He is right – this has happened too many times, and it is certainly not a coincidence. Frankly, anyone who thinks there is no connection between us being seen as a team you can bully and kick, and the number of impact injuries we’ve suffered in recent years, is a fool. The cause and effect is plain to see. But clubs aren’t going to cease with the tactic – technically inferior teams are always looking for a way to put us off our game, which is understandable. So the referees need to throw away this notion that you should not caution people in the early stages, and clamp down on challenges designed only to bully. If enforcer tackles are made in the first minute, react to it the same way you do in the 90th, and get the cards out. It is the only way to stop it.
The other bone of contention, as with Taylor, is the length of suspension that the perpetrator receives, as opposed to the period the victim is out of the game. I have long been an advocate of a sliding scale, where three matches are given for simple red card challenges, raising your hands etc, but much stiffer penalties when intent is there. It may be subjective, but the governing bodies already have to judge intent when a flailing arm catches an opponent – I see no reason why they cannot do the same here. And it there is intent, give them six matches instead.
And here’s the important part – ban the ‘tackler’ for six games for a shocking challenge even if the victim escapes unscathed. Too often we are reactionary, and it would be ridiculous to wait for another broken leg before the rule was used. Stamp the problem out.
But, as I’ve said, I don’t believe Shawcross had any intent to hurt Ramsey, and for that reason I wouldn’t go beyond the three matches. Taylor would have received more for his challenge, while Dan Smith would be looking at a very lengthy spell on the sidelines.
Before I move away from the subject, I want to touch of the behaviour of two parties. The first came from the Stoke players, particularly Glenn Whelan, who showed a great deal of class in looking after Ramsey in the seconds that followed his injury. Some players would protest the red card, some would go to their distraught teammate, but he recognised the gravity of the situation and went straight to the stricken player. For that, he deserves a lot of credit.
The same cannot be said of a portion of the Stoke support. While many generously applauded Ramsey off, probably feeling for him as a human being, not a rival footballer, there were some who thought it appropriate to sing ‘You’ve only got one leg’ as the poor kid was whisked away towards an ambulance. Others abused him with hand signals and jeers. Frankly, the actions of that minority were utterly disgusting, and I hope there were instances where right-minded Stoke supporters took it on themselves to let their idiotic colleagues know exactly how out of line they were. Absolutely horrendous.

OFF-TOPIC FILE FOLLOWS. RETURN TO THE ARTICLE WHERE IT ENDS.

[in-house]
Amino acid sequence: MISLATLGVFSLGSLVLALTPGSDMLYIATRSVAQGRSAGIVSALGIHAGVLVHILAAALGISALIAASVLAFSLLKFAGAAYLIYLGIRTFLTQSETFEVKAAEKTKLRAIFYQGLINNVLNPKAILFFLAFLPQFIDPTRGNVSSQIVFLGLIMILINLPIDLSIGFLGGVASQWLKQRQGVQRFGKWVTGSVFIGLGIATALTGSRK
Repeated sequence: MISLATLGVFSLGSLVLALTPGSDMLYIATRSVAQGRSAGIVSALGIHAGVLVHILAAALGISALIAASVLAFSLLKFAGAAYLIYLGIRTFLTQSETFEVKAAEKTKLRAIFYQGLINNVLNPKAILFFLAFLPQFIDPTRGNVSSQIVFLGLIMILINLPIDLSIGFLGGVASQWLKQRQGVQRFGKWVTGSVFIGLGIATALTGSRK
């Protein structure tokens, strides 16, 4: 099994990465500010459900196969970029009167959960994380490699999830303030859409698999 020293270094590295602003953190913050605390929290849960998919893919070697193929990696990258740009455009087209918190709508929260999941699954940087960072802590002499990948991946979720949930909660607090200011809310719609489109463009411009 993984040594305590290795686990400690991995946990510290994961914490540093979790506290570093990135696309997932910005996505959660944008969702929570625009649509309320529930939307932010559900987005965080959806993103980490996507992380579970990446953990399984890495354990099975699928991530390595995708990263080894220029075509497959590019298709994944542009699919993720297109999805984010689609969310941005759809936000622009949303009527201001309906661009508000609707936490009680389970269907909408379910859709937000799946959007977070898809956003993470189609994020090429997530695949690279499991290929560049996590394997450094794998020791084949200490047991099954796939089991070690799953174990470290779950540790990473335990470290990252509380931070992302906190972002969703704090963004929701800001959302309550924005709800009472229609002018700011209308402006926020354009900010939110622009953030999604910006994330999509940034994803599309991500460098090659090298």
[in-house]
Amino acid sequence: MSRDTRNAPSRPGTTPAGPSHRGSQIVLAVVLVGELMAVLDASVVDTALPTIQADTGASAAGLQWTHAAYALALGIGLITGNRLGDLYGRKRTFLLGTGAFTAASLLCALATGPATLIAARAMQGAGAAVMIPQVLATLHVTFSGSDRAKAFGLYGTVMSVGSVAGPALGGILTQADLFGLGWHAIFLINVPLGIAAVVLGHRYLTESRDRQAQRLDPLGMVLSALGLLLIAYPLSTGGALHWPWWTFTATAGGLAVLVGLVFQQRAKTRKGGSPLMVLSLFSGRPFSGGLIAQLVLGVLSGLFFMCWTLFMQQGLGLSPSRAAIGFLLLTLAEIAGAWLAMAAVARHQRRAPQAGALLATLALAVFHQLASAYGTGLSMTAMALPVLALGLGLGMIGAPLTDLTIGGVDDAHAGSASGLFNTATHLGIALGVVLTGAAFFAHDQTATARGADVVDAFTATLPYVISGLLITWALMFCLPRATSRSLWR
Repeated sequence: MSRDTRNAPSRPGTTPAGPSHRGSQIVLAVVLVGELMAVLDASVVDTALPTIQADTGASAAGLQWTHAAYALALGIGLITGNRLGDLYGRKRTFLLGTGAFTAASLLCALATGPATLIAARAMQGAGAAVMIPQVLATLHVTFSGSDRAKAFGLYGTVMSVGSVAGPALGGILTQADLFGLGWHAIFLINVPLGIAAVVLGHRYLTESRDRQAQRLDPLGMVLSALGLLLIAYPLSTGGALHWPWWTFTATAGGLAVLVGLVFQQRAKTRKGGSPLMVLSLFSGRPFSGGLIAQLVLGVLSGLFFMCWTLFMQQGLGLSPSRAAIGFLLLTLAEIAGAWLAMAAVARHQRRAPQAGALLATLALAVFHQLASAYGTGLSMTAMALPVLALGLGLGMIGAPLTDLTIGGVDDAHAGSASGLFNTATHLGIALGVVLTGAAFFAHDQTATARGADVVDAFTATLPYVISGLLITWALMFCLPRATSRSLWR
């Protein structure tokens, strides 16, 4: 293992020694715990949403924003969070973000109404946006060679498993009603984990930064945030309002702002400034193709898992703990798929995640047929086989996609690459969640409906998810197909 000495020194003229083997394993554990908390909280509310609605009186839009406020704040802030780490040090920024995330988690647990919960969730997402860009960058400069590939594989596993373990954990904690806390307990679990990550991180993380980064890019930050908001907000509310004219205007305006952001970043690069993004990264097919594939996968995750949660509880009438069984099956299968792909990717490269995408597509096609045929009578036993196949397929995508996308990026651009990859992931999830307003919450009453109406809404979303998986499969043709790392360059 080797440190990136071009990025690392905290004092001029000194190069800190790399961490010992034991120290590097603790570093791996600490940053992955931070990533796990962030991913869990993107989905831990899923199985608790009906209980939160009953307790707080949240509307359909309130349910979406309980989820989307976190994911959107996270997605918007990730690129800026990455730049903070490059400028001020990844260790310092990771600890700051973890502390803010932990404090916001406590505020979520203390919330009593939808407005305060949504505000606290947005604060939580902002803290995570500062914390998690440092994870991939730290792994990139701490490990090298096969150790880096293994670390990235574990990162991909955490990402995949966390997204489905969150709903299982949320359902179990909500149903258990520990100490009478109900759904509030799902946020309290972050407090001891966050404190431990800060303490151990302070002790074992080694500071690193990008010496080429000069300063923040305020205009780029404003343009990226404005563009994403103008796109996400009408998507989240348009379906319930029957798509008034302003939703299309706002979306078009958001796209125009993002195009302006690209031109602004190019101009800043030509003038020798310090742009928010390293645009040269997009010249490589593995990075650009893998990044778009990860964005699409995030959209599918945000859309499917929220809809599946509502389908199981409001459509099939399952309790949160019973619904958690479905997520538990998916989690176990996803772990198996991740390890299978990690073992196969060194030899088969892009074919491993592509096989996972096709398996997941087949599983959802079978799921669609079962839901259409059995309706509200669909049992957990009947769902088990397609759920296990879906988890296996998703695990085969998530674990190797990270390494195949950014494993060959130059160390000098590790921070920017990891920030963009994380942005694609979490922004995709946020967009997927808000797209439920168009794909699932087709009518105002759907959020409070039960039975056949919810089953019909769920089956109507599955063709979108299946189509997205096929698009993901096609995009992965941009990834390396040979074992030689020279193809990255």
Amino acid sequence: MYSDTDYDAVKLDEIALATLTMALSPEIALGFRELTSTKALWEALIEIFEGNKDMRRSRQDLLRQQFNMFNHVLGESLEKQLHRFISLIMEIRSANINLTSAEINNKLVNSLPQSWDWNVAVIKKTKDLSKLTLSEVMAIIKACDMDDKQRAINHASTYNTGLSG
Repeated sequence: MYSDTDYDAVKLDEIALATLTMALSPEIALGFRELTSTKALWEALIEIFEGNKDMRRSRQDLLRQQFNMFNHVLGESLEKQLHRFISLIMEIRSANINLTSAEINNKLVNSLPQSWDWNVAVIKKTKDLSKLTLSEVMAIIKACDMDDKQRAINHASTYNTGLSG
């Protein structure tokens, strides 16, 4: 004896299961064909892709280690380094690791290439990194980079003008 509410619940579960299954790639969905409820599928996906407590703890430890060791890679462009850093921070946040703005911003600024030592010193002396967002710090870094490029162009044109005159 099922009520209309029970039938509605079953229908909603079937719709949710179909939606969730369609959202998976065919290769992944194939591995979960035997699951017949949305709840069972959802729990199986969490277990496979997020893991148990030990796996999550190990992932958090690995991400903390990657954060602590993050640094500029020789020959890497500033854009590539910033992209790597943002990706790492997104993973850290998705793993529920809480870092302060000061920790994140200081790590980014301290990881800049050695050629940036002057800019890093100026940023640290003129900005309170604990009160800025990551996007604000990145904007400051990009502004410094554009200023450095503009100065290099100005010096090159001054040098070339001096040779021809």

I suppose I should mention the actual football. We were poor in the early stages, conceding another goal to Delap’s long throws, Pugh tapping in at the far post after Vermaelen had played him onside. But after a decent fightback, we equalised with exactly the sort of goal you would expect us to concede – an early cross from Cesc, and Bendtner rose between defenders to loop a perfect header in the corner. Game on.
In the second half, Eboue showed us good and bad, a piledriver effort being the positive, a woeful dive the negative, and Eduardo missed a great chance late on. We should have had three penalties – one tug on Ramsey, the one the was given for Pugh’s handball, and a further one for a blatant shove on Bendtner.
The middle of the trio was awarded, and Cesc buried it, dedicating the goal to Ramsey with three poignant taps of his ankle. And minutes later, Rosicky had a powerful shot saved, before Cesc squared it to Vermaelen to seal the victory. The celebrations that followed showed just how important the three points were.
From a purely football point of view, it was fantastic. One of the three remaining tough games (the other two being City at home and Spurs away) has been cast aside, questions answered in the process. Even the doubters are beginning to believe, and the pundits are seeing us as the team on the rise.
But while that is great, all of our thoughts today are for a young footballer whose livelihood is in jeopardy. Get well soon, Aaron Ramsey.